“With such a peace, there will still be quarrels and conflicting interests, as there are within families and nations. World peace, like community peace, does not require that each man love his neighbor – it requires only that they live together in mutual tolerance, submitting their disputes to a just and peaceful settlement. And history teaches us that enmities between nations, as between individuals, do not last forever. However fixed our likes and dislikes may seem, the tide of time and events will often bring surprising changes in the relations between nations and neighbors. So let us persevere. Peace need not be impracticable, and war need not be inevitable. By defining our goal more clearly, by making it seem more manageable and less remote, we can help all peoples to see it, to draw hope from it, and to move irresistibly toward it.
“No government or social system is so evil that its people must be considered as lacking in virtue. As Americans, we find communism profoundly repugnant as a negation of personal freedom and dignity. But we can still hail the Russian people for their many achievements – in science and space, in economic and industrial growth, in culture and in acts of courage.”
He warns about things many of us, living in the 21st century, have never experienced firsthand:
“Among the many traits the peoples of our two countries have in common, none is stronger than our mutual abhorrence of war. Almost unique among the major world powers, we have never been at war with each other. And no nation in the history of battle ever suffered more than the Soviet Union suffered in the course of the Second World War. At least 20 million lost their lives. Countless millions of homes and farms were burned or sacked. A third of the nation’s territory, including nearly two thirds of its industrial base, was turned into a wasteland – a loss equivalent to the devastation of this country east of Chicago.
“Today, should total war ever break out again – no matter how – our two countries would become the primary targets. It is an ironic but accurate fact that the two strongest powers are the two in the most danger of devastation. All we have built, all we have worked for, would be destroyed in the first 24 hours. And even in the Cold War, which brings burdens and dangers to so many nations, including this nation’s closest allies – our two countries bear the heaviest burdens. For we are both devoting massive sums of money to weapons that could be better devoted to combating ignorance, poverty, and disease. We are both caught up in a vicious and dangerous cycle in which suspicion on one side breeds suspicion on the other, and new weapons beget counter-weapons.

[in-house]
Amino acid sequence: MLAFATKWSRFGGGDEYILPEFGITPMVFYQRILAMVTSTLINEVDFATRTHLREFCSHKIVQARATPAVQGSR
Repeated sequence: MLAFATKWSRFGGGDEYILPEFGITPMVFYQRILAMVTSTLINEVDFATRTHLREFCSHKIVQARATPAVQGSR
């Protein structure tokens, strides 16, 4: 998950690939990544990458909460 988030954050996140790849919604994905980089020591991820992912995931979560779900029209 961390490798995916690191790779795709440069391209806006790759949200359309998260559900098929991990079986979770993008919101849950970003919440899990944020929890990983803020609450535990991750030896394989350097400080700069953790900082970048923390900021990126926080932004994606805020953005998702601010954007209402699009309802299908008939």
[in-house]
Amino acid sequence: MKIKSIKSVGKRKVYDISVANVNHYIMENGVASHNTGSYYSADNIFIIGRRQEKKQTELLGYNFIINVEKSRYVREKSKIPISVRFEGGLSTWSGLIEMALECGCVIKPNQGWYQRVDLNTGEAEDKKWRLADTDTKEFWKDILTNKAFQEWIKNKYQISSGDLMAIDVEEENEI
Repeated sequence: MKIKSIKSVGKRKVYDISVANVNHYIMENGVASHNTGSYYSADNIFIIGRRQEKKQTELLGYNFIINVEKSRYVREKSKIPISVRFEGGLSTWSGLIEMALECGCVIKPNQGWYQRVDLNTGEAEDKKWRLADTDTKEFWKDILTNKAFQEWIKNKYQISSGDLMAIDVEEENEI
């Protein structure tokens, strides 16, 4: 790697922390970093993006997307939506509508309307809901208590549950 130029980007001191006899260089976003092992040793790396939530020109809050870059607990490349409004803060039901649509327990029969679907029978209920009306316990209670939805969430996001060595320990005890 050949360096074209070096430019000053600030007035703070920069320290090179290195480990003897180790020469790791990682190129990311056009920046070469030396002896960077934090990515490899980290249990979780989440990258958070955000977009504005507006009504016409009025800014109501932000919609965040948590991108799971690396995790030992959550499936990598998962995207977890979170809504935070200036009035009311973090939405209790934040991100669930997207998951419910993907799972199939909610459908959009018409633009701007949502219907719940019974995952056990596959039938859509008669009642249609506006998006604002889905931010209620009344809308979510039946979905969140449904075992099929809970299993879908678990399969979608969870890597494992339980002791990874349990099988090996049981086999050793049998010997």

“So, let us not be blind to our differences – but let us also direct attention to our common interests and to the means by which those differences can be resolved. And if we cannot end now our differences, at least we can help make the world safe for diversity. For, in the final analysis, our most basic common link is that we all inhabit this small planet. We all breathe the same air. We all cherish our children’s future. And we are all mortal.”
Does this sound like Joe Biden? Does it sound like any Democrat today? Listen further:
“We must, therefore, persevere in the search for peace in the hope that constructive changes within the Communist bloc might bring within reach solutions which now seem beyond us. We must conduct our affairs in such a way that it becomes in the Communists’ interest to agree on a genuine peace. Above all, while defending our own vital interests, nuclear powers must avert those confrontations which bring an adversary to a choice of either a humiliating retreat or a nuclear war. To adopt that kind of course in the nuclear age would be evidence only of the bankruptcy of our policy – or of a collective death-wish for the world.”
“Our interests converge, however, not only in defending the frontiers of freedom, but in pursuing the paths of peace. … The Communist drive to impose their political and economic system on others is the primary cause of world tension today. For there can be no doubt that, if all nations could refrain from interfering in the self-determination of others, the peace would be much more assured.”
When was the last time we heard talk like this about Communism from a Democrat? It’s been a long time.
And when did we hear wisdom like this? “All this is not unrelated to world peace. ‘When a man’s ways please the Lord,’ the Scriptures tell us, ‘he maketh even his enemies to be at peace with him.’ And is not peace, in the last analysis, basically a matter of human rights – the right to live out our lives without fear of devastation – the right to breathe air as nature provided it – the right of future generations to a healthy existence?”